China has long been a major supplier and manufacturer of OEM goods. With the increase of intellectual property (IP) awareness, the regulation and punishment for trademark violation have become more stringently enforced. The Chinese OEM companies should exercise more caution when taking the foreign orders, and scrutinize the validity and legality of the requests addressed in the purchase order.

In December of 2014 at Beijing Capital International Airport, 2,700 pieces of winter menswear manufactured by Mawei Trade Company (“Mawei”) that were to be exported to Mexico were detained by Beijing Customs. Mawei, the manufacturer, was authorized to use a Mexico-registered trademark on the garments in accordance with the purchase order issued by a third party, and ship the garments to Mexico when finished. Lauren Company sued against Mawei for trademark infringement. Lauren Company, whose registered trademarks are still valid and effective in China, claimed that the “HPCPOLO and device of polo sport figure” trademark Mawei used on the detained garments was substantially similar to their registered trademarks. Lauren Company brought the case to Shanghai Xuhui District People’s Court, and requested the court to order Mawei to cease any practice of trademark infringement in addition to a compensation of RMB$350,000.

Mawei, however, argued that it should not be liable for infringement because the “HPCPOLO and device of polo sport figure” is a registered trademark in Mexico, and Mawei was authorized to use the mark in manufacturing the garments. Mawei further claimed that since the detained garments were to be exported to Mexico instead of selling in China, the trademark at issue will not cause confusion among Chinese customers, and consequently, no infringement to the trademark of Lauren Company.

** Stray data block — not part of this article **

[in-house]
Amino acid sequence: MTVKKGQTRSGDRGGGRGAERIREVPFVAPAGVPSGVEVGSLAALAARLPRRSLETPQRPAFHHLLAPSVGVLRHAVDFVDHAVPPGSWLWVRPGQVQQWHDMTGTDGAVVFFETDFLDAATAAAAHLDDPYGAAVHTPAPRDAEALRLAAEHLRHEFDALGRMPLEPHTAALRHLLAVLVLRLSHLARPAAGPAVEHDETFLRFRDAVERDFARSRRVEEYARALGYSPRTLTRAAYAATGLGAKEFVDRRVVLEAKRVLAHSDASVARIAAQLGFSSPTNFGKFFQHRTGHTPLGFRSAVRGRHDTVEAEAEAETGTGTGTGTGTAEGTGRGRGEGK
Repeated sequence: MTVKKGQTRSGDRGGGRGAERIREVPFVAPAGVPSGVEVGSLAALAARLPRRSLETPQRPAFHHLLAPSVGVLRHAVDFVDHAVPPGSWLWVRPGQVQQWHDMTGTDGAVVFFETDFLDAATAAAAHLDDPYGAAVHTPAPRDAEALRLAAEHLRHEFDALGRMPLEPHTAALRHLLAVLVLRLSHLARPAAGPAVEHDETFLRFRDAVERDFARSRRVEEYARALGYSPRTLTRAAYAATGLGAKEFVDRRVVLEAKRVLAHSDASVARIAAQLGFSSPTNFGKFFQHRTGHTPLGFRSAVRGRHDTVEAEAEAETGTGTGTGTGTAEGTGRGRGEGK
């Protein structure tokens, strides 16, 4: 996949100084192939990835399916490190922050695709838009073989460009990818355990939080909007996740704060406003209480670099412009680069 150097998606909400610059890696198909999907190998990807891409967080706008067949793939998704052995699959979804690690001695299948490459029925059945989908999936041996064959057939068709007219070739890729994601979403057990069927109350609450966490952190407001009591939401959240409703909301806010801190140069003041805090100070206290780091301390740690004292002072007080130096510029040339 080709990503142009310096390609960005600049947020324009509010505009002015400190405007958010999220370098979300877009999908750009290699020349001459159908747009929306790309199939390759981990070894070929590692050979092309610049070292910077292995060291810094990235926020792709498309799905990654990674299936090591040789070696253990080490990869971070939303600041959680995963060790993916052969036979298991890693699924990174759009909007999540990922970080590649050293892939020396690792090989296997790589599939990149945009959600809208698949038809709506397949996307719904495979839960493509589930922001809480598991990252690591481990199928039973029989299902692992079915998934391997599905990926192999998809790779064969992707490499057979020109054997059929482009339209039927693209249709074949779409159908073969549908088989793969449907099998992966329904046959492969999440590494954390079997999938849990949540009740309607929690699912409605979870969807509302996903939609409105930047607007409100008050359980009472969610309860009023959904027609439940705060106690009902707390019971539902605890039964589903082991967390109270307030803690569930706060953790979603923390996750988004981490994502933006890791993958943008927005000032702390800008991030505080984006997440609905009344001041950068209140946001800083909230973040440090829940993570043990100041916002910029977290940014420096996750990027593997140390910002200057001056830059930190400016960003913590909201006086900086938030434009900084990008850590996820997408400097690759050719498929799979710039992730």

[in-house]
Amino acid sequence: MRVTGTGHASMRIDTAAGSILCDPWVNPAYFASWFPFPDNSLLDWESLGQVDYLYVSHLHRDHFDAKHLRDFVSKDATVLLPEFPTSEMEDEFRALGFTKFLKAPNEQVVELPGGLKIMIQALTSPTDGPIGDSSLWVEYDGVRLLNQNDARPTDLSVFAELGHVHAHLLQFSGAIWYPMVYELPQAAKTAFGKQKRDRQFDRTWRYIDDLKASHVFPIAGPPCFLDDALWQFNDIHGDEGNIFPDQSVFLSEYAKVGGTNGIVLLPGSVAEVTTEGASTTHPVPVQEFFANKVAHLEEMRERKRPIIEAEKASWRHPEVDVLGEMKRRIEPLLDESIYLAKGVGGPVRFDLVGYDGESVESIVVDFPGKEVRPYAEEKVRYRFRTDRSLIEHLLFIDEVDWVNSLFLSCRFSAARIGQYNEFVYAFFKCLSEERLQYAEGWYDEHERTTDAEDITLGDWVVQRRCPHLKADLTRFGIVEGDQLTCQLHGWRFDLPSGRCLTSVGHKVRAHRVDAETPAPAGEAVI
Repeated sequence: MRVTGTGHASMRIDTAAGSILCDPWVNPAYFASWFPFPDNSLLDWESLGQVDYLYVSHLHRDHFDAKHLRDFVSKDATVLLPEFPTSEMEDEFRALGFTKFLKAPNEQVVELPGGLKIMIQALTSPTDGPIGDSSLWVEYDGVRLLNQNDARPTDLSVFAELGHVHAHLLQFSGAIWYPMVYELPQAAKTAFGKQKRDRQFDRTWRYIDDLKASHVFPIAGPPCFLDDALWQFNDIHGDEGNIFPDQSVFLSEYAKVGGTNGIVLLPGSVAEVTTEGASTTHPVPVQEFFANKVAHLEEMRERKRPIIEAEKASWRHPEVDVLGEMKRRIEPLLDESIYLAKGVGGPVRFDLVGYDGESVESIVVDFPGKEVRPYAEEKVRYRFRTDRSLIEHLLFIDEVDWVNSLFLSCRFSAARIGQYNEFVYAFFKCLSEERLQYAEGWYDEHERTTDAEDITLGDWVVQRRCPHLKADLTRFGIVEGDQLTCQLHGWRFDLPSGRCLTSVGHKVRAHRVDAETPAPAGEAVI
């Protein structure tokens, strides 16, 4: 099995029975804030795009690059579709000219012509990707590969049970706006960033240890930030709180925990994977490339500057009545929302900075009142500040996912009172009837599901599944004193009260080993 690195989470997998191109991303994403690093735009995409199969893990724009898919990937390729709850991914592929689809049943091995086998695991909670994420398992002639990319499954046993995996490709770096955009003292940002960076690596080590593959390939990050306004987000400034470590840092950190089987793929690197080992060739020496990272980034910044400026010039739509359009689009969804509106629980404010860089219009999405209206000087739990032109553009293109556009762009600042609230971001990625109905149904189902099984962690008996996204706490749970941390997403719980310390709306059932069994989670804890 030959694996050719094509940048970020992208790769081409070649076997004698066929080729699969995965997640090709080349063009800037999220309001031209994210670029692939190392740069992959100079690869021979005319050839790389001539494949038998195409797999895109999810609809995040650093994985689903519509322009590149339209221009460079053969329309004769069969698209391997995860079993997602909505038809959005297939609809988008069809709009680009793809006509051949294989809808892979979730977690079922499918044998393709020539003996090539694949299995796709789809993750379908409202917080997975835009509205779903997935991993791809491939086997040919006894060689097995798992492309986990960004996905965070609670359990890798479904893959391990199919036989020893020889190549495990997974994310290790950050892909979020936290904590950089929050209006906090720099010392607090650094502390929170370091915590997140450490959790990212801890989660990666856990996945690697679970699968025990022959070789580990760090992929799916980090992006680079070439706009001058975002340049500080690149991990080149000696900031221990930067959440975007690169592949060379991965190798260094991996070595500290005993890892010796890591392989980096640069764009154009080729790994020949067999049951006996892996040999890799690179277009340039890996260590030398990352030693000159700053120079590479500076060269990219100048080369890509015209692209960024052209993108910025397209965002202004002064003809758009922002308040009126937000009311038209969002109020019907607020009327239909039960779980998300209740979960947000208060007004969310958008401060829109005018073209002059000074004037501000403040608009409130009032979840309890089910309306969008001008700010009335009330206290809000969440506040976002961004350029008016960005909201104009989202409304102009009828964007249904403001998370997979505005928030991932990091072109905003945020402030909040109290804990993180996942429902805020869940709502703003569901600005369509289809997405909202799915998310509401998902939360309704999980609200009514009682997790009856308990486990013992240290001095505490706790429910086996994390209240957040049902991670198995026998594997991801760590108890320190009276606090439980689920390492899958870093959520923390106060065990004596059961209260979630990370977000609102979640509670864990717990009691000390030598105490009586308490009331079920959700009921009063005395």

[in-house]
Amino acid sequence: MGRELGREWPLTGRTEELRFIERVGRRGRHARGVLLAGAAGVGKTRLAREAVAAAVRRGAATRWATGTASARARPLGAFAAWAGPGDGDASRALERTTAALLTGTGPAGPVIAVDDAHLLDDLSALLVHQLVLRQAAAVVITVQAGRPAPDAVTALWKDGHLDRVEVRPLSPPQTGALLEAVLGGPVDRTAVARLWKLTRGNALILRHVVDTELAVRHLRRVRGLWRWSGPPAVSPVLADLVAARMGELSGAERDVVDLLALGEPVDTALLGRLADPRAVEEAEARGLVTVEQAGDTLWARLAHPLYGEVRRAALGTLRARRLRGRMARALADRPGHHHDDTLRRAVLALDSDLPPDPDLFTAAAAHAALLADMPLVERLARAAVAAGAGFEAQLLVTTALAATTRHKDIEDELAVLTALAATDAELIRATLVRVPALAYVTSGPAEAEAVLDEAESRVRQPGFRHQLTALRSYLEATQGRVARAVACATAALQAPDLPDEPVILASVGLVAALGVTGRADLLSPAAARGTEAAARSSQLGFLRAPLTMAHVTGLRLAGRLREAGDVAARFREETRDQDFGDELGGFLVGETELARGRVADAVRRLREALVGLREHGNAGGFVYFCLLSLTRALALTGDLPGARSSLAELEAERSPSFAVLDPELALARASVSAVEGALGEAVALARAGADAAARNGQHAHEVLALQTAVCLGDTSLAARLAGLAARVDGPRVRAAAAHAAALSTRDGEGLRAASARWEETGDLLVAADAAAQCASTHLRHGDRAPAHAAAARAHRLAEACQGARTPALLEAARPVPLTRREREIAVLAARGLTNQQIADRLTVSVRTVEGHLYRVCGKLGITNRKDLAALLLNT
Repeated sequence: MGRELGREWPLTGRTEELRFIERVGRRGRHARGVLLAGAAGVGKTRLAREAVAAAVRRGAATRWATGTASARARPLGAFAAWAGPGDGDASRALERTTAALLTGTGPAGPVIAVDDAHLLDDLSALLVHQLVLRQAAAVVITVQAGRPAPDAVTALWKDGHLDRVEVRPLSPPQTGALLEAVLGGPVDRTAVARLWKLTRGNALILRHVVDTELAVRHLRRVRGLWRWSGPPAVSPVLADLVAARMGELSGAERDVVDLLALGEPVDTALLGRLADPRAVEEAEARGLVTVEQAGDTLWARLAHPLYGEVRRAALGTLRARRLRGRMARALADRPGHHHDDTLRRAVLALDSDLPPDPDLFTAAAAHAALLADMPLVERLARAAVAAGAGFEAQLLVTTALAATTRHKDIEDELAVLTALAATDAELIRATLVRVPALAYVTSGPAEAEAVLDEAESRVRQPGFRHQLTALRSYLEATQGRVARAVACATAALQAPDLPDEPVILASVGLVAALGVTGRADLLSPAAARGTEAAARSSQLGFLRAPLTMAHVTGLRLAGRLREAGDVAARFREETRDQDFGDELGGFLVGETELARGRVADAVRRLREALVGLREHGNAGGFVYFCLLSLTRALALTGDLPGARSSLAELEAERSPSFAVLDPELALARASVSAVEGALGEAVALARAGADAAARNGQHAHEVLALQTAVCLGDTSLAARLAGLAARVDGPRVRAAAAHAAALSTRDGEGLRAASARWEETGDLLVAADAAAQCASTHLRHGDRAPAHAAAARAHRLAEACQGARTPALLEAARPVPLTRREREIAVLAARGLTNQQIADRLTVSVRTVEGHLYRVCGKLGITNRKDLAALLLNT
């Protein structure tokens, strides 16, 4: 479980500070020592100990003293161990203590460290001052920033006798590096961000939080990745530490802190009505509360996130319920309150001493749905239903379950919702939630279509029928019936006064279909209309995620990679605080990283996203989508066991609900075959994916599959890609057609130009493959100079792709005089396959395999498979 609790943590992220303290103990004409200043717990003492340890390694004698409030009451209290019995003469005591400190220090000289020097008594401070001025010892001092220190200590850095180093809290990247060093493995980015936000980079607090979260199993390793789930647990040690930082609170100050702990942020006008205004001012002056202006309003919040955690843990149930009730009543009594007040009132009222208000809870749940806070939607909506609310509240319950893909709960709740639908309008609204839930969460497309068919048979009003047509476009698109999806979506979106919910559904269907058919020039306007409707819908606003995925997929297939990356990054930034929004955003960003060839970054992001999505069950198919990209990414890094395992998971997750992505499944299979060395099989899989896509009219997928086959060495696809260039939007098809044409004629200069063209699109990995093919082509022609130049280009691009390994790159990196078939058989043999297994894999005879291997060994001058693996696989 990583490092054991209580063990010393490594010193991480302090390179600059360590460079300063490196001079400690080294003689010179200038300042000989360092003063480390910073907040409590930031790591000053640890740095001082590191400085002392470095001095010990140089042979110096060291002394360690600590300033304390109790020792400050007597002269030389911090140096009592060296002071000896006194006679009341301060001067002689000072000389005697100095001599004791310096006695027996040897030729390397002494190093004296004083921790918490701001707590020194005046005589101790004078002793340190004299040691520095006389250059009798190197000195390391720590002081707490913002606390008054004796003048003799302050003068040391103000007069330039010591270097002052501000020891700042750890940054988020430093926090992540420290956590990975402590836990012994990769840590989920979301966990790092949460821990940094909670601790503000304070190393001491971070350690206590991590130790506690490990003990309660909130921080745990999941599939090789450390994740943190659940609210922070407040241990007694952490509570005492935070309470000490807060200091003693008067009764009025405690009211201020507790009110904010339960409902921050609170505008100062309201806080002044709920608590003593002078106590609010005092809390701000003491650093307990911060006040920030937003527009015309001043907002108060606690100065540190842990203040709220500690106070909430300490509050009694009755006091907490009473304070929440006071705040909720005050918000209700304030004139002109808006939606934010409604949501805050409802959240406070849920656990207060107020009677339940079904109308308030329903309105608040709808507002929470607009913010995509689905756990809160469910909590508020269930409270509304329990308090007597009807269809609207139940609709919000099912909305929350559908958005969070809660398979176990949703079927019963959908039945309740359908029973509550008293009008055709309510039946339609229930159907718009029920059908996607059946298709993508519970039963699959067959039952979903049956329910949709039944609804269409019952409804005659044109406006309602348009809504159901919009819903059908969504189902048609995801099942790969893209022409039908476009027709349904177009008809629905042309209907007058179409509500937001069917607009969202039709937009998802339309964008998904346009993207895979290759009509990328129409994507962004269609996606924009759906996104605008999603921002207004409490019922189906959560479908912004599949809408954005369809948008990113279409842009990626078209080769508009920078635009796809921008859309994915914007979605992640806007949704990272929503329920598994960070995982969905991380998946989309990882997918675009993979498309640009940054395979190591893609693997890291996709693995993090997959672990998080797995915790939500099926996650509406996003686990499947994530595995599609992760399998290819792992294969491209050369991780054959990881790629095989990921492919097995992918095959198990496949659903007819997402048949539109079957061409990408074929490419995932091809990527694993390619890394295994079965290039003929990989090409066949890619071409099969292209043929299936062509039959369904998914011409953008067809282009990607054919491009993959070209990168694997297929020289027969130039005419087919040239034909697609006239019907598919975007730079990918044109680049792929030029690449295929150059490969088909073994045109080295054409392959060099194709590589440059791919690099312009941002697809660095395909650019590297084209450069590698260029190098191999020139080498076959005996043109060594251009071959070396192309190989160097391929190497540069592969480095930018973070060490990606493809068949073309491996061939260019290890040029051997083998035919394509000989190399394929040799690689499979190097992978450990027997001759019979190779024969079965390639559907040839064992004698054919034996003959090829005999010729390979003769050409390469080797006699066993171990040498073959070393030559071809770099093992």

The court ruled that Mawei is responsible for infringing Lauren Company’s trademark. According to Paragraph 1 of Article 52 of the Trademark Law of the People’s Republic of China, using a trademark that is identical with or similar a registered trademark in respect of the same or similar goods without the trademark registrant's consent constitutes trademark infringement. The court deemed that Mawei took apart the authorized trademark and applied parts of the trademark separately and independently on the garments, which is not the authorized use of the trademark licensed to Mawei. Since the applied mark does not align with that in the purchase order, the court ruled against Mawei for its failure in its duty of reasonable care.

OEM has long been an issue in China, where many big named corporations are questioning Chinese OEM to be a convenient platform for some of the companies to sell infringing goods outside of the jurisdiction. In order to avoid trademark infringement, the OEM factories will need to verify the client’s legality in practice, be careful in utilizing the provided trademarks that OEM companies are licensed to, and fulfill its duty of reasonable care.

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